I really get on people’s nerves insisting on families facing death straight on, but I have a lot of experience with this issue. I never got over the fact that a family member that I dearly loved when I was nineteen was dying for six months and none of us ever got to tell her good-bye. We just kept pretending that she was going to get well again even though her brain was eaten up with cancer. Most of her family wouldn't even come to the hospital to see her because they just didn't know how to act. How horrible is that?
When we thought Richard was dying while he was in a ten-day coma, I got into all kinds of trouble with one of our physician friends by making jokes about him at his bedside. The way I figured it is that if we can hear while we're in a coma, we'd feel a lot less scared of our future if we heard our loved ones laughing than if they were all weeping over us.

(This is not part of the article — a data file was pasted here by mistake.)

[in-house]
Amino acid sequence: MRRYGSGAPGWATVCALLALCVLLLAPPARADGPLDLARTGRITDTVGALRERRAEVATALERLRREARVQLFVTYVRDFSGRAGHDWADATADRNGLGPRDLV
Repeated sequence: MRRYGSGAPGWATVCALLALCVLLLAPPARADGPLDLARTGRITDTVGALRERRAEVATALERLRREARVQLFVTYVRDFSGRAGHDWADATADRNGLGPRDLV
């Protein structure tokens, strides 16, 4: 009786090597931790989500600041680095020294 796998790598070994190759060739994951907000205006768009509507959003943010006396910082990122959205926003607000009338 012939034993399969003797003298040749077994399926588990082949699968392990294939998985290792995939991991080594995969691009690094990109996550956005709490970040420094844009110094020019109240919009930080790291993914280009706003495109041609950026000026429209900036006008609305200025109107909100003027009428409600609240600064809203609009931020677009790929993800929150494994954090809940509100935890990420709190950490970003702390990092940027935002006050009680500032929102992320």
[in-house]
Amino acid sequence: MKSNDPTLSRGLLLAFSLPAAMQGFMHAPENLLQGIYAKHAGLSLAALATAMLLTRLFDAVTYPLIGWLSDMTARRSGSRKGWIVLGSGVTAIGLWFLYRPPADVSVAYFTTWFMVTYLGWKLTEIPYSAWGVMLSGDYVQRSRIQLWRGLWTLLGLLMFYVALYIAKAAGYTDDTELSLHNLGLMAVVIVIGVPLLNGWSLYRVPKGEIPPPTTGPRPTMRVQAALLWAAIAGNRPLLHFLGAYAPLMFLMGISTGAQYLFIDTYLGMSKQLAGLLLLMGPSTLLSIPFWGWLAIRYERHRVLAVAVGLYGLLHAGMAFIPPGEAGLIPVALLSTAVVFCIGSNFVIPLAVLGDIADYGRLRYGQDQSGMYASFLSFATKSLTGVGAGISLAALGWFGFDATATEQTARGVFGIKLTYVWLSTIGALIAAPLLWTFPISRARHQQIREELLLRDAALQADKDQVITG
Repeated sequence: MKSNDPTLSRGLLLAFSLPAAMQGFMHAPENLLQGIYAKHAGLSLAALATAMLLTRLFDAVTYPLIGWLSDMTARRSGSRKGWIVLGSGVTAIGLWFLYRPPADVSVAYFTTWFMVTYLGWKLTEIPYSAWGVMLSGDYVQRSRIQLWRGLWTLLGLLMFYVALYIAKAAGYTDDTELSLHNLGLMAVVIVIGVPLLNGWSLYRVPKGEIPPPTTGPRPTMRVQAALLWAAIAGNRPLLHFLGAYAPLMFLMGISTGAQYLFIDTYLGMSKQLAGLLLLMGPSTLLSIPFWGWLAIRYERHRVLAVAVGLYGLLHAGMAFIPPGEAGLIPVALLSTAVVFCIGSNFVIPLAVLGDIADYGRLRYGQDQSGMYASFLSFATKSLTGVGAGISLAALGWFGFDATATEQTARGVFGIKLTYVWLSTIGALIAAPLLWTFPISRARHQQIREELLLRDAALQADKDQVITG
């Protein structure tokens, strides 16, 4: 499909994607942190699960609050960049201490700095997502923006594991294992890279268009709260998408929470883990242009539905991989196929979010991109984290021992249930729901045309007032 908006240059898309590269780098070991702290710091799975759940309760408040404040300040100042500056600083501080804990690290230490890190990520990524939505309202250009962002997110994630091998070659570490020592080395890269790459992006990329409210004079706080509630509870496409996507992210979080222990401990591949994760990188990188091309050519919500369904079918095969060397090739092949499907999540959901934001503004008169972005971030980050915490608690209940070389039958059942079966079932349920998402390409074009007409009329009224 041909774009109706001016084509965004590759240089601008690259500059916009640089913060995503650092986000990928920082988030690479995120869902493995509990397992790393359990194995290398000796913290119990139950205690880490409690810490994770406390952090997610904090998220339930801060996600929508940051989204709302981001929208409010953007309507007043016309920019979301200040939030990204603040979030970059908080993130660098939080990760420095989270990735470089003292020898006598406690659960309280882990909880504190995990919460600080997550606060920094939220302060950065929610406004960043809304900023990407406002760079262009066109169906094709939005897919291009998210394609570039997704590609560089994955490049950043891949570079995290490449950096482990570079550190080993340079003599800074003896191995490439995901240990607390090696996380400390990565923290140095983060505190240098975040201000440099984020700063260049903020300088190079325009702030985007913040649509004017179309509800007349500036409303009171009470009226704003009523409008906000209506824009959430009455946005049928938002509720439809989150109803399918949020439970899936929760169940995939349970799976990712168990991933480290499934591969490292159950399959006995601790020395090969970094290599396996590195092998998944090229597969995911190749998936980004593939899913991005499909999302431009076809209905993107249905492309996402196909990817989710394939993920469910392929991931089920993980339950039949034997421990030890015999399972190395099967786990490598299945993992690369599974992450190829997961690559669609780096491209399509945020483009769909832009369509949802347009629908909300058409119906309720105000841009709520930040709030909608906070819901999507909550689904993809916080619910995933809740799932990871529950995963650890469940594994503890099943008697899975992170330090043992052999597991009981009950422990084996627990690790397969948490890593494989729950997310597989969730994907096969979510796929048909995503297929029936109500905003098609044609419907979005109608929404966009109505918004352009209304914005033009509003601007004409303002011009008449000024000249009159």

After Richard woke up, we still knew he would die without a heart transplant, but he made me promise that I wouldn't get mushy (he called it maudlin) about it. Me maudlin? As controlled as I am emotionally? We spent the one-year plus waiting time getting his affairs in order.
Another friend of ours was recently facing a good chance of imminent death. She chose to laugh about the fact that her husband would no longer have to worry about how she'd handle their financial affairs if he predeceased her. Neither her husband nor her children could see the humor in her situation, but I was blessed to be the one she chose to share in this little laugh.
When one of my people is hurting, I'll cook for them, clean for them, cry with them. But it seems that the people who will help them party their way to Paradise are few and far between. It's a tough job, but if somebody's gotta do it, I'm glad it can be me.